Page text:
Teenage Mutant Ninja Turtles Shell Backpack If you know someone who loves the Teenage Mutant Ninja Turtles and wants to show off that love, this backpack is a perfect gift idea. The backpack is padded and very high quality, and holds quite a lot of things. Great for school or sleepovers, or for just wearing around town, the backpack also comes with accessories to complete the look. $30-45
Tylt Energi+ Backpack This fantastic backpack combines the ability to charge your gadgets with a quality backpack that has plenty of room to carry the rest of your stuff. It can charge three devices at once, including a tablet, and comes with not just the battery but all the cables you need to keep your tech powered up and ready. $199
These days, geeks aren’t afraid to let their living space reflect their inner geek. Today’s holiday gift guide should help you find something for the geek in your life who needs a little help with showing their inner geek in their home.
Warning: One of the kitchen gadgets is an anatomy joke which may not be suitable for work.
For around the home:
The Learning Tower Little Partners makes this Montessori-approved tower in six colors, and it is brilliant. If you have little ones too small to reach counters or stand safely on a step stool, this is a must that will grow with them. Get your kids involved with you in the kitchen, or turn the tower into an easel or a even a puppet theatre with Little Partners accessories. Ages 18mo+. $199.99
Scanimation Lamp Remember this amazing lamp I told you about on GeekMom.com a few weeks ago? It’s the perfect gift for anyone who wants something unique on their desk, or for a child who needs a more interactive night light to help them fall asleep. Be sure to check out the video on the links; you have to see it to believe it! $35
Teenage Mutant Ninja Turtle Wall Decals For the Teenage Mutant Ninja Turtle fan in your family, check out these wall decals. They are simply peel and stick, and are able to be moved whenever your kids feel like it. Made by RoomMates, who also make a variety of other wall decals, these are a great way to customize a wall affordably. $10-15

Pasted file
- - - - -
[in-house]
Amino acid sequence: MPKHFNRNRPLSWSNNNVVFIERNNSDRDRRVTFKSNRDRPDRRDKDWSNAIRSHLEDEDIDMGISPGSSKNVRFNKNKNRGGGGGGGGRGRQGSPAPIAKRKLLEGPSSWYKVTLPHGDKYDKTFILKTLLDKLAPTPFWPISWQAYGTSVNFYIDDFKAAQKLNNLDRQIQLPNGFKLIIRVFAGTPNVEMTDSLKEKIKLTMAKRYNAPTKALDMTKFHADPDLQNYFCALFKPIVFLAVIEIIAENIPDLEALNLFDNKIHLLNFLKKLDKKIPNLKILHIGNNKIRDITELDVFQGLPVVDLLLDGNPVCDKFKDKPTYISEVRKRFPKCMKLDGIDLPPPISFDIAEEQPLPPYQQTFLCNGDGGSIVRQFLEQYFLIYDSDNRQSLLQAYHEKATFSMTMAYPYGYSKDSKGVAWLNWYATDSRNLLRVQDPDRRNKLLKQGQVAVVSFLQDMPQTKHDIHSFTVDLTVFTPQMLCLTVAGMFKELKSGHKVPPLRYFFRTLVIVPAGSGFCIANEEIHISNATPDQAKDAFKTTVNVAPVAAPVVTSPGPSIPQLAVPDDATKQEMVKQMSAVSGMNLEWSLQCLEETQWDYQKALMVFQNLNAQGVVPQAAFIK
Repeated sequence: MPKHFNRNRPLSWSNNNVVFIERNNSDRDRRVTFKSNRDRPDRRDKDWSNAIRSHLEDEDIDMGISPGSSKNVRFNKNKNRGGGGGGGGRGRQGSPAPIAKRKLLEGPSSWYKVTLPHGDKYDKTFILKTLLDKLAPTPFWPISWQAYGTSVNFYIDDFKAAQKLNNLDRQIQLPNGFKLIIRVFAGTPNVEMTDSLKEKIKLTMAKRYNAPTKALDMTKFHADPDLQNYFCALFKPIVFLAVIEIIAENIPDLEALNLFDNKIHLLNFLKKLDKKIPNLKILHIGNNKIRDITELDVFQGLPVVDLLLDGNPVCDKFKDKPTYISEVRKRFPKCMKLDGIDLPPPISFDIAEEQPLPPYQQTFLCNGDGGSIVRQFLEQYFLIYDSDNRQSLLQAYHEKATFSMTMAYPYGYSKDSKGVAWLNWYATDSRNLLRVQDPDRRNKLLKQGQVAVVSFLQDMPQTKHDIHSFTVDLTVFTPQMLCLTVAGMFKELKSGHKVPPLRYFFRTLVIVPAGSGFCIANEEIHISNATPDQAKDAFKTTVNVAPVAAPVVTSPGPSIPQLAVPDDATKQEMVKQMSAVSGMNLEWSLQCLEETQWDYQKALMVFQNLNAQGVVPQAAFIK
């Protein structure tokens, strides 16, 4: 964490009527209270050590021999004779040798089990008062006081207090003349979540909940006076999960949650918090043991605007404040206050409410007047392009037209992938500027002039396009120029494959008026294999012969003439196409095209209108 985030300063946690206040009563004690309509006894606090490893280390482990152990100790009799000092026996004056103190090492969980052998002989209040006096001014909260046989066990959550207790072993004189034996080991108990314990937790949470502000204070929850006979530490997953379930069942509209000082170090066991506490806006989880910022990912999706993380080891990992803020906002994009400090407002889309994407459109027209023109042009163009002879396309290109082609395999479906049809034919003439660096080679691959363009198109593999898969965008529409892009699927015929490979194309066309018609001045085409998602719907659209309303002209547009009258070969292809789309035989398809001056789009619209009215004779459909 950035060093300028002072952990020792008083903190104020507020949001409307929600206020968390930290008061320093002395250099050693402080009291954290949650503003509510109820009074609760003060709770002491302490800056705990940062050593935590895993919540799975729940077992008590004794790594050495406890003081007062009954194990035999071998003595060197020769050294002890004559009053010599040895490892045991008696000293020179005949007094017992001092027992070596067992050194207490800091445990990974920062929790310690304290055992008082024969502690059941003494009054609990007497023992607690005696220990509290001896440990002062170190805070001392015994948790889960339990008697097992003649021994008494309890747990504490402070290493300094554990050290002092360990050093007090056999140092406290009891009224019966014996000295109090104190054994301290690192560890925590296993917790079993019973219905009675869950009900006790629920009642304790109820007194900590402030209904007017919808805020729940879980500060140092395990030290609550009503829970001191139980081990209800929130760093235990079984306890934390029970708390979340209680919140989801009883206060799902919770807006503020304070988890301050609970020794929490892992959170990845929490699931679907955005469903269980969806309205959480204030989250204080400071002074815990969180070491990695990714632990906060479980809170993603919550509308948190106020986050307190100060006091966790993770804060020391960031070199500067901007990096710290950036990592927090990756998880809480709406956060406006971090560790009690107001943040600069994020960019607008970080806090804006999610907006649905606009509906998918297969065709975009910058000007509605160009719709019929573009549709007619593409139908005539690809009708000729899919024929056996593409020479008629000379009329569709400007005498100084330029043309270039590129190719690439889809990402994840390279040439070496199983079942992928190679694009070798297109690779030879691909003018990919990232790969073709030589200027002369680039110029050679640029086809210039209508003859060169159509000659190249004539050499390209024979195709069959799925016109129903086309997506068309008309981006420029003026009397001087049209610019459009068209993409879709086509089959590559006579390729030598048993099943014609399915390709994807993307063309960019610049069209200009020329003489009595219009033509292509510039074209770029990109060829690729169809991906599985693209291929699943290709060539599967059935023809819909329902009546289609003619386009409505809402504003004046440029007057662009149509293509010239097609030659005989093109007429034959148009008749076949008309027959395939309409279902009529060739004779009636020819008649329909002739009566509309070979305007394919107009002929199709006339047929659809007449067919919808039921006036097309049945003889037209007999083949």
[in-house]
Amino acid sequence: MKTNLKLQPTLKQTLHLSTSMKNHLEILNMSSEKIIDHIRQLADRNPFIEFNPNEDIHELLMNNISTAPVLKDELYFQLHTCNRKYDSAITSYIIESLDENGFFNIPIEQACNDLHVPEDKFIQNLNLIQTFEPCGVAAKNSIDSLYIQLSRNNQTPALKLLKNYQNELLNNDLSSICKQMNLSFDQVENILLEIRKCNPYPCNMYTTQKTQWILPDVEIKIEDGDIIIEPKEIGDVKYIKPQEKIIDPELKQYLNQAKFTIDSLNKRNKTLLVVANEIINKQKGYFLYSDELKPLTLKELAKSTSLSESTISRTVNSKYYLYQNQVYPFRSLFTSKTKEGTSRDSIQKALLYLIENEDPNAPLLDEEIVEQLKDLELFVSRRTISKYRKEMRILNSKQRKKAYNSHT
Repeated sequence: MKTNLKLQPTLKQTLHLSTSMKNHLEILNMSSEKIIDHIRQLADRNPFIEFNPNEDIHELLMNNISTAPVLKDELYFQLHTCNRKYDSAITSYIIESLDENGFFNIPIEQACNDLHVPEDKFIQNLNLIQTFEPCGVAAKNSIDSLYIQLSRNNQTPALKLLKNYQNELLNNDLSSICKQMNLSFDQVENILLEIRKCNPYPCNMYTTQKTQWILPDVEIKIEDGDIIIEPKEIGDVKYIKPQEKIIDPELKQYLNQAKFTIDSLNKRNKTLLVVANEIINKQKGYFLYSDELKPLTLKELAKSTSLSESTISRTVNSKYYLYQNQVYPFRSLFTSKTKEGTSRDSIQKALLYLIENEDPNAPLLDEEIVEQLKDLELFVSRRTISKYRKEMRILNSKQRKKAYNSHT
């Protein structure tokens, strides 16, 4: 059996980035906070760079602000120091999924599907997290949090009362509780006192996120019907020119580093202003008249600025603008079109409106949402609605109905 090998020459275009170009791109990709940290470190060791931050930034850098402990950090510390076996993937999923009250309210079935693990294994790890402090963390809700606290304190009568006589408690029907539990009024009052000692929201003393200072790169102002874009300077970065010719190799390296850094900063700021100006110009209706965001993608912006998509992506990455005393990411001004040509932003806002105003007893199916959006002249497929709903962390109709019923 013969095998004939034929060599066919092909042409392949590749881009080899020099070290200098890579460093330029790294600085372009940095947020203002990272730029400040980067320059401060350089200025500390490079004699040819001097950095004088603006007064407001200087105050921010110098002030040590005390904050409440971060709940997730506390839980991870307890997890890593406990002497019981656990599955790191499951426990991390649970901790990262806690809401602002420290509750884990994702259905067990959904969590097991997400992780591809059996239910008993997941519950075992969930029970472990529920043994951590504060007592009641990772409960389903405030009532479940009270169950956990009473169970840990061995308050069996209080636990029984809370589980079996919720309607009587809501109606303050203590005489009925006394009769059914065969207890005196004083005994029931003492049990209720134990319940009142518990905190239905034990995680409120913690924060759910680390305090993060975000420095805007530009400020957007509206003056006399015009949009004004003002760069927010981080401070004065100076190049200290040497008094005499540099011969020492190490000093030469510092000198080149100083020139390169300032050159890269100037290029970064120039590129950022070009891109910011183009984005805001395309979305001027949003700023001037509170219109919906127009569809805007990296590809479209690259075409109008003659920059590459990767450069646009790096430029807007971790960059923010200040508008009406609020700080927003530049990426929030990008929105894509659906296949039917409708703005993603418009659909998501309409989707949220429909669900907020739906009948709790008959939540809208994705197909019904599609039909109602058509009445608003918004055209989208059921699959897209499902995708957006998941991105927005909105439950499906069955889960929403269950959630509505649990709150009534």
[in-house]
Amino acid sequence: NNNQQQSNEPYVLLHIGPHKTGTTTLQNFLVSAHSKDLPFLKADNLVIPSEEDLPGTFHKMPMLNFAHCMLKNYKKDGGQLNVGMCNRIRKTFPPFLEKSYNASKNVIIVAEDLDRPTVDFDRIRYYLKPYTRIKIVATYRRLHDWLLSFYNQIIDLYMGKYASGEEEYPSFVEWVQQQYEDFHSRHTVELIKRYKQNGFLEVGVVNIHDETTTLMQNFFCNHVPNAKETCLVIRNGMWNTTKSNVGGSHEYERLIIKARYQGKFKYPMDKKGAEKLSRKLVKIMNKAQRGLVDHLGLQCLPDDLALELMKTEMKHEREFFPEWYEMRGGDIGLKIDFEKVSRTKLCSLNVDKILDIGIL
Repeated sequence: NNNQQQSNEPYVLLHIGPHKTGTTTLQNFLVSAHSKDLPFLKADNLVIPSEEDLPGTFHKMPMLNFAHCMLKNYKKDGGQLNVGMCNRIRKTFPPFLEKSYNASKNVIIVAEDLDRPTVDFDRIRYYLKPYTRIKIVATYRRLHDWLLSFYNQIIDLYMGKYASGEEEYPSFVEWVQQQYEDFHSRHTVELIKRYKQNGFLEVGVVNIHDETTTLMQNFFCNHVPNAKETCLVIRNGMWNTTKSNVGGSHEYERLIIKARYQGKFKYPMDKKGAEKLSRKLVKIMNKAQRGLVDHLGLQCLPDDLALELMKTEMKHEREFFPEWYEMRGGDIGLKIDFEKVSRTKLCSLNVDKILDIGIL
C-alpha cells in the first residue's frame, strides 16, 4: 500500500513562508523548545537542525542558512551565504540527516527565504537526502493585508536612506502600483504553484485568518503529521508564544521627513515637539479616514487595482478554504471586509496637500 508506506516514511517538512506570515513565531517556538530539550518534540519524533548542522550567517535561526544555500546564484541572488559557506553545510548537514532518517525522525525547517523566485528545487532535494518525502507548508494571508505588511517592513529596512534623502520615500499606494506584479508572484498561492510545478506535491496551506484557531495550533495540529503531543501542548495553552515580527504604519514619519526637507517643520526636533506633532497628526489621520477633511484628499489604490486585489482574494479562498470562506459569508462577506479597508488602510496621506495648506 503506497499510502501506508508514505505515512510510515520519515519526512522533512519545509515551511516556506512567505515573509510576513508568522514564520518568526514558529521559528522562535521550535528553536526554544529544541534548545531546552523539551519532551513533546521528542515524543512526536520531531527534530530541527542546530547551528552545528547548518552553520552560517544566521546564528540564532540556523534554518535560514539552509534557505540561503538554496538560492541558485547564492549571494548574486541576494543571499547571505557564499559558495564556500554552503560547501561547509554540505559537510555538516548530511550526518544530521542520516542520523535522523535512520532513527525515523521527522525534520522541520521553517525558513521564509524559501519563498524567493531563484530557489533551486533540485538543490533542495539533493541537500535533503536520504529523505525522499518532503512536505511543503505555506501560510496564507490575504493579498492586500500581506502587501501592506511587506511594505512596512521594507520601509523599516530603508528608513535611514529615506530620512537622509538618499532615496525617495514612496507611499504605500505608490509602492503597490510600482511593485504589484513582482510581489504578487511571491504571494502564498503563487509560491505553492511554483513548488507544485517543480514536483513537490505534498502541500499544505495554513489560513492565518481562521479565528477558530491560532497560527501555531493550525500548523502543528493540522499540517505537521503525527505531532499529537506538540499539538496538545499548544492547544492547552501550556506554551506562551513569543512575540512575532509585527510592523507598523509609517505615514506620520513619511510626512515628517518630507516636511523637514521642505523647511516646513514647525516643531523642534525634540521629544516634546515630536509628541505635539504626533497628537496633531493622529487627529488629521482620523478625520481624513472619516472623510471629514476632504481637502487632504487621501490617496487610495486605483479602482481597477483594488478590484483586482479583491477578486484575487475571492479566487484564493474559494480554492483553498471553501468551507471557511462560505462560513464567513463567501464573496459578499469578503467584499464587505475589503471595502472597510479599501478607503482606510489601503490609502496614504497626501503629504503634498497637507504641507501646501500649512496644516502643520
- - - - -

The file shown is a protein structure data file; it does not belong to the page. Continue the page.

Reliable V200 Sensor Velocity Steam Iron If you love to iron, this device is your masterpiece. If you hate to iron, this device takes all the thought and hassle out of it. It may seem very Betty Crocker to give the gift of an iron, but five minutes with this baby and you’ll be thanking Santa. Patented technology and touch sensitive handling, prevent those steam/leak accidents of the past, and provide smooth sailing, regardless of fabric. Great for a crafter, great for everyday use. $169
Second Generation Nest Thermostat Control your thermostat from your smartphone and watch as it automatically learns when you’re home or away and adjusts the temperature accordingly. You can even look up your history online and see when you use the most energy and learn ways to help keep those energy bills under control in the summer and winter months. $249
Acu-Rite Professional Weather Station For the cost, this is an excellent home weather station. The system is lightweight and easy to install. The tools on the top of the sensor set make it easy to level and properly orient the wind vane, and the digital display is very easy to read. Bringing the data to mobile device apps and Weather Underground brings a whole new level to the data collection. If you are looking for a basic system to introduce your kids to weather observation and data collection, this is the one. $199.99
For in the kitchen: